The road to a friend’s house is never long.
(Linking up with Lisa Jo today for Five Minute Friday. I thought through this piece for a while before I wrote it. Perhaps I’m a bit nostalgic since my 42nd birthday is in just two weeks. This story begins exactly 32 years ago.)
The summer I was to turn 10, my family moved. Again.
This time we shook off the dust of a tiny town nestled in the rolling Palouse Hills and headed to the biggest, little city in Eastern Washington: Spokane.
Only we didn’t move into Spokane, exactly. My parents bought a house in lake community west of town and thirty odd years later, this neighborhood has yet to be completed. Households still pitch in to pay for the dusty roads to be coated with brown oil, there are no sidewalks and the hill (that was unparalleled for sledding) is still rutted and splattered with rocks that could rip out your undercarriage if you were silly enough to drive down it in a car.
In the summer of 1980, this split level house, all two-bedroom-one-bath-unfinished-basement and 1200 square feet of it, would become home.
We had been living in a camping trailer for the past six months in my brother’s driveway during the winter in the Northwest! Moving to a lakeside community, no matter how hokey, sounded like paradise to me.
And, we could stretch our legs and sleep in our real beds and unpack. Mom could unpack her china and set up her bedroom again. I could unpack all my things again, not just the few treasures I had managed to keep in a box with me. And my dad could unpack his tools and transform that basement into a third bedroom and a second bathroom and an office with shelves for his Bible study books.
The house smelled of fresh paint. Through the windows came the damp, cool scent of the lake and the fresh-smelling field-flower laced farmland that backed our property that lay open for dairy cows to graze and magpies to bother them.
It was mid-June and school had just let out. I’d spotted a kid here and there, but had no idea who lived where and what kid might be nice, or nasty or become my friend. Eventually, they talked to me. First, a boy who made me a little uncomfortable, but seemed nice enough, then some girls all too old to want to be my friend. One afternoon I was out petting our collie, Sandy, and I noticed a girl, just taller than me, with big, blue eyes and the deepest dimples I’d ever seen.
“Is that your dog?”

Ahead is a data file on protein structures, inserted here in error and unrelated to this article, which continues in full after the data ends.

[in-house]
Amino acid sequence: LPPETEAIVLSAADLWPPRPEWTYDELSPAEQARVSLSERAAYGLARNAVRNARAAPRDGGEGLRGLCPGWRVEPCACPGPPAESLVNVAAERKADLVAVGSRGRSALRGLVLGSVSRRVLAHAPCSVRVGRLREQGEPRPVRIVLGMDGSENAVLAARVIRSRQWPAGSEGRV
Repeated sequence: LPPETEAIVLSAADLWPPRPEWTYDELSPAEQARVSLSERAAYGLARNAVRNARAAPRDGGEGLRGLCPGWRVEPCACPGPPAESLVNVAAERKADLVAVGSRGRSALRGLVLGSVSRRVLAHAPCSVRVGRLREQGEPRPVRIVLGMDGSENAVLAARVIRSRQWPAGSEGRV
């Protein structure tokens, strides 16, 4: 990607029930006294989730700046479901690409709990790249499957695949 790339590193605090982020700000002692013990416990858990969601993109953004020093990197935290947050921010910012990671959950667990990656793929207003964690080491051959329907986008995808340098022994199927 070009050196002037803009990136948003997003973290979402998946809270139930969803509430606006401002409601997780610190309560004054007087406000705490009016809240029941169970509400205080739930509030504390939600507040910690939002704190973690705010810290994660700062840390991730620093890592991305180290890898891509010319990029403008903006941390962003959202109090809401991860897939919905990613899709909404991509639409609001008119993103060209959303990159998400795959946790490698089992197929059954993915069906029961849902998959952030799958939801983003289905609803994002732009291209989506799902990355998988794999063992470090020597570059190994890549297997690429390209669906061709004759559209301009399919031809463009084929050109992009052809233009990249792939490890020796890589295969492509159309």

“Yeah, his name’s Sandy.”
“Can I pet him? He looks just like Lassie.”
It wasn’t an earth-shattering moment, but as the weeks passed that summer, I realized that I had met a real friend. A pretty girl with a sweet soul, a year older than I (yet she never made me feel like a baby) who lived just on the other end of the path.
“The Path” ribboned between our houses through the empty lots that hadn’t yet had houses built on them.
It ran just east along the length of two houses and their fenced yards, a stretch of about 250 feet. On the one side was cedar fencing, on the other, a vast and wild growth of wild grasses and weeds. At the end of the trail was my destination: my friend’s house. One could take the actual road up and around from my street to hers, but we were kids and we wore that path well.
I grew to know that pathway by heart and ran its course between our houses in the morning, noon and night. It was cool and wet, weeds slapping my canvas sneakers with dewy leaves in the morning. It was dry and fragrant in the afternoons when we’d walk languidly carrying wet towels that reeked of lake weeds listening to the quiet of our own breathing and the buzz of bees that made the field vibrate and shimmer. Sometimes, I’d get to sleep over and we’d make plans to bake cake and homemade frosting (always failed, but we ate the runny chocolate goo on Saltines), build a city in the basement for the Barbie dolls or set up badminton.
We teetered along the edge of adolescence together, trying to fit into training bras while playing with stuffed animals and listening to pop music on a.m. radio. Sometimes she’d cry because her mom was raging mad. I never knew what to say about that. I didn’t understand the hurt that woman had suffered or how difficult it would be to raise two teenage girls singlehandedly.
Once, I ran the path in winter boots that crunched through frozen snow, the clear, night air cutting like blades in my nostrils and lungs, the dark sky silently bereft of its summer inhabitants and sparkling with cold and tiny stars. We dragged out every blanket in the house onto her deck and watched the flaming tendrils of the aurora borealis reach as far south as the 49th parallel. The ice-blue flickers and amber flash tore up from the horizon like some ancient, Nordic campfire that Thor was stoking with his giant sword. Her mom made us cocoa and let us sleep on the carpet in the living room.
That path was my lifeline, my inroad to acceptance and friendship. It was the internet that connected two girls who needed each other during a summer season of life. We eventually got older and went to different high schools. We drove cars and got jobs and wanted boyfriends.
We grew up, grew apart and weeds grew into the once hard-packed soil and the dips and curves and crevices I once knew well became obscured by a blanket of thistle, goldenrod and bachelor buttons.
But I remember the damp dusk air and the gnats, the indigo Eastern sky and the song of crickets and whistles of birds I couldn’t see.
And I remember my friend’s white house waiting for me at the end of the path.